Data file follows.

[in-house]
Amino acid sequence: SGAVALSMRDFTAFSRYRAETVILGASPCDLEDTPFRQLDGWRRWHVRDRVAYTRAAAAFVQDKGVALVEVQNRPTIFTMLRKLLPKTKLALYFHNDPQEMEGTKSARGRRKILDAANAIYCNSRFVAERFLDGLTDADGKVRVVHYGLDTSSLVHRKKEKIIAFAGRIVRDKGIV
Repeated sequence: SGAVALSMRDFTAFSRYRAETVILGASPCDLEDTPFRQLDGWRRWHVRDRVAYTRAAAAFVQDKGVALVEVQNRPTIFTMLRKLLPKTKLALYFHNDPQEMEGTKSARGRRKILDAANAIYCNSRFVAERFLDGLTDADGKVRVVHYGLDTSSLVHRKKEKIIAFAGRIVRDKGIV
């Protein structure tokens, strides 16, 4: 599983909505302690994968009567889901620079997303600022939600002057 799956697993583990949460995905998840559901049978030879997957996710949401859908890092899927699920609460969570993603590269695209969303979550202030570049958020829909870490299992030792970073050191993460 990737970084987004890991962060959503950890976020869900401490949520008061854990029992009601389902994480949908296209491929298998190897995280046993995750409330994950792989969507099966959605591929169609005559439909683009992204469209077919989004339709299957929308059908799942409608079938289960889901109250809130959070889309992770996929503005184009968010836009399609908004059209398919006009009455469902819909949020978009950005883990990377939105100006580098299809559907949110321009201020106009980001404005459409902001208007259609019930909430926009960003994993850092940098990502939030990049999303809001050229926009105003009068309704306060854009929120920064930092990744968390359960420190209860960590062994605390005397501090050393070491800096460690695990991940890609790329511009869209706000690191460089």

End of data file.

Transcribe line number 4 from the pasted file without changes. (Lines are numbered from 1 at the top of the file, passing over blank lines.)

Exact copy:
């Protein structure tokens, strides 16, 4: 599983909505302690994968009567889901620079997303600022939600002057 799956697993583990949460995905998840559901049978030879997957996710949401859908890092899927699920609460969570993603590269695209969303979550202030570049958020829909870490299992030792970073050191993460 990737970084987004890991962060959503950890976020869900401490949520008061854990029992009601389902994480949908296209491929298998190897995280046993995750409330994950792989969507099966959605591929169609005559439909683009992204469209077919989004339709299957929308059908799942409608079938289960889901109250809130959070889309992770996929503005184009968010836009399609908004059209398919006009009455469902819909949020978009950005883990990377939105100006580098299809559907949110321009201020106009980001404005459409902001208007259609019930909430926009960003994993850092940098990502939030990049999303809001050229926009105003009068309704306060854009929120920064930092990744968390359960420190209860960590062994605390005397501090050393070491800096460690695990991940890609790329511009869209706000690191460089």